The U of G Library archives include a sample of hair cut from George Bernard Shaw's famous beard.


During his lifetime, the playwright George Bernard Shaw was highly controversial. “He liked to expose what we think of as normal or right and, usually in a humorous way, show how illogical or arbitrary many of our most cherished ideas are,” says Dorothy Hadfield, an instructor in the School of English and Theatre Studies. It is perhaps that controversial aspect that has helped his plays stay popular for so long. As Hadfield says: “Many of the problems and issues he addressed still exist; his plays seem eerily contemporary.”

Not only have Shaw’s plays lasted over time, they’ve crossed borders and reached audiences around the world. Some of those audiences will be gathering at the University of Guelph July 25 to 29 for the fourth International Shaw Society Conference entitled “Shaw Without Borders.” (See for more information.)

Hadfield, who is a member of the conference organizing committee, says registrations already include participants from Pakistan, India, Japan, New Zealand, Nigeria and many European countries. “We have a great mix of academics, students and non-academics. A large percentage of the society’s membership is just ordinary people who really admire Shaw and like to debate his works and ideas.”

Why Guelph? Kathryn Harvey, head of archival and special collections at the University of Guelph Library, is chair of the local organizing committee and points out that the University is an important centre for Shaw research. “We have the official archives of the Shaw Festival, which is celebrating its 50th anniversary this year,” she says. “We also have the Dan Laurence collection.” Laurence was Shaw’s literary executor and provided memorabilia such as posters and programs from early productions of Shaw’s plays, letters Shaw wrote, and even a sample of hair cut from Shaw’s beard. “It was a very famous beard,” says Harvey.

Fitting the international theme of the conference, the library will also be displaying some translations of Shaw’s work. “We have a very good collection of Shaw in Japanese, Chinese, Hebrew and many European languages,” Harvey says.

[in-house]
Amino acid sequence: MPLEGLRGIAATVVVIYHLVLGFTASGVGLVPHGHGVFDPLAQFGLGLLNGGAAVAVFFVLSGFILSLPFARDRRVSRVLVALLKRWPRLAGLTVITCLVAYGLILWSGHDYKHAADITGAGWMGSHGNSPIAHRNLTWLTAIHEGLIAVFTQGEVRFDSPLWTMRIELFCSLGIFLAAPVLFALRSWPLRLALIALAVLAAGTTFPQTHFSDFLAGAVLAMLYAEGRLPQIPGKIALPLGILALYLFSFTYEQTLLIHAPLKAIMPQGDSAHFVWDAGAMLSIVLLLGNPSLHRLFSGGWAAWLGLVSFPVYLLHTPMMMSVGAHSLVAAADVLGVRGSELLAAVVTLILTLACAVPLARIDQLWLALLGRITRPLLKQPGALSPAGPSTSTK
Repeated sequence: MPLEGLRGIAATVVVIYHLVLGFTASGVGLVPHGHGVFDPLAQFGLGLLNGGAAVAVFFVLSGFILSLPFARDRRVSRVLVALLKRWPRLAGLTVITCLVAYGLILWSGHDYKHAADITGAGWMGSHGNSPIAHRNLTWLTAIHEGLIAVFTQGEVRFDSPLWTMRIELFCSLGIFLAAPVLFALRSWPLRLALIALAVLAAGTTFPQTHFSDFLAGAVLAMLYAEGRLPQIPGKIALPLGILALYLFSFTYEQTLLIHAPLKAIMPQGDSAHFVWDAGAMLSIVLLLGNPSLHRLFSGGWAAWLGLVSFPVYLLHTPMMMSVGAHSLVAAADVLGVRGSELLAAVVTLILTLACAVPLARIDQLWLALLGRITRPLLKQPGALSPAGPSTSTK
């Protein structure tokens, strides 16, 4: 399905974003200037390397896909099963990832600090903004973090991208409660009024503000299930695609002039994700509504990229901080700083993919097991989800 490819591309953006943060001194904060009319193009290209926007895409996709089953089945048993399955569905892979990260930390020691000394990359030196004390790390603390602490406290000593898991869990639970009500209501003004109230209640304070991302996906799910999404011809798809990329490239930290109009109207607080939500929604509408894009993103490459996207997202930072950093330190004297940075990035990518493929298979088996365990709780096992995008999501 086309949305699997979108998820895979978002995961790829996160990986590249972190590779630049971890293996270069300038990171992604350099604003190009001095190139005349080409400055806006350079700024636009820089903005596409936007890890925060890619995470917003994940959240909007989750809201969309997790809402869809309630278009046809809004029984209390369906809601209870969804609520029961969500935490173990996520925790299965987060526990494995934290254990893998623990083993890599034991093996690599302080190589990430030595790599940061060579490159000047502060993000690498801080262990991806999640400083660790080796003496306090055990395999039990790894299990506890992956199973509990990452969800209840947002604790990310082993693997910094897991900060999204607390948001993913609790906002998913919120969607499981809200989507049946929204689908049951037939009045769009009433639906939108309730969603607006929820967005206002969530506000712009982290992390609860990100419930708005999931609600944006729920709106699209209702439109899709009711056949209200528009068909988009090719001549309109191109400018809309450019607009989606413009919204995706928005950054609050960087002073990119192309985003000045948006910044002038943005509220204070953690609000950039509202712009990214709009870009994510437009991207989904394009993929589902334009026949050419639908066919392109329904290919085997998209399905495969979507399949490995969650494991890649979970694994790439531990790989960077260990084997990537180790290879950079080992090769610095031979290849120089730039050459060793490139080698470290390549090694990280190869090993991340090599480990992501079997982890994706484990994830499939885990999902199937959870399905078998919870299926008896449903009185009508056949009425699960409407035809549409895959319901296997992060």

The conference’s first full day happens to be Shaw’s 155th birthday, and the occasion will be celebrated with a birthday cake. Shaw generally disliked the idea of celebrating birthdays but the austere vegetarian was also tremendously fond of sweets and cakes.
The conference also provides the opportunity for two book launches, both open to the general public. The first, July 26 from 5:30 to 7 p.m. in the library’s Florence Partridge Room, is The Shaw Festival: The First 50 Years written by Leonard W. Conolly and commissioned by the Shaw Festival. “This book is really spectacular,” says Hadfield. “Conolly spoke to a lot of company members to get the inside stories, and there are colour photos of many of the productions.”

On July 28 from 4 to 5:30 p.m., The Prizefighter and the Playwright will be launched at the same location. This book by Jay Tunney, vice-president of the International Shaw Society, provides a new perspective on Shaw by describing his long friendship with Gene Tunney, the world heavyweight boxing champion from 1926 to 1928. Author Jay Tunney is Gene Tunney’s son, and his book includes many previously unpublished photos of Shaw.

Copies of both books will be for sale during the launches.

Another special event at the Shaw conference is a field trip to Niagara-on-the-Lake. Participants will be bussed to the Shaw Festival to hear current artistic director Jackie Maxwell and previous artistic director Christopher Newton speak, and then watch two Shaw plays: On the Rocks and Heartbreak House.

One session Hadfield is looking forward to will discuss copyright and censorship. During Shaw’s lifetime, he sometimes had difficulty in getting his plays produced – not because nobody wanted to see them, but because they contained such controversial ideas. “Censorship was a huge issue for him,” she explains. “At that time, all plays produced in Britain had to be licensed by the Lord Chamberlain’s reader, and several of Shaw’s plays were either refused licenses outright or had to be modified to satisfy the censor. Shaw actually spoke to a parliamentary commission about this issue.” The conference session will also discuss the legalities of presenting Shaw’s work now that his plays are out of copyright in Canada.

One of the plenary sessions entitled “Shaw and the Dictators” will look at what Hadfield describes as a more disturbing aspect of Shaw’s life ─ some statements he made during the Second World War that expressed sympathy for Mussolini and Stalin. This was controversial at the time and remains so today: a recent article in the Globe and Mail by J. Kelly Nestruck provides some background on the issue.

It may seem surprising that Shaw, an Irish-born playwright who lived most of his life in England (although he was, Hadfield points out, an avid traveller), should still appeal to an international audience many years after his death. Harvey says some of it may be the nature of plays. “A play is meant to be acted, so it is the infusion of the experiences of the actor, director and designer as well as the playwright that make up the performance. That adds richness to the framework and means that plays can reach broader audiences.” Add to that Shaw’s insights into topics common to all human relationships and you have work that continues to cross borders.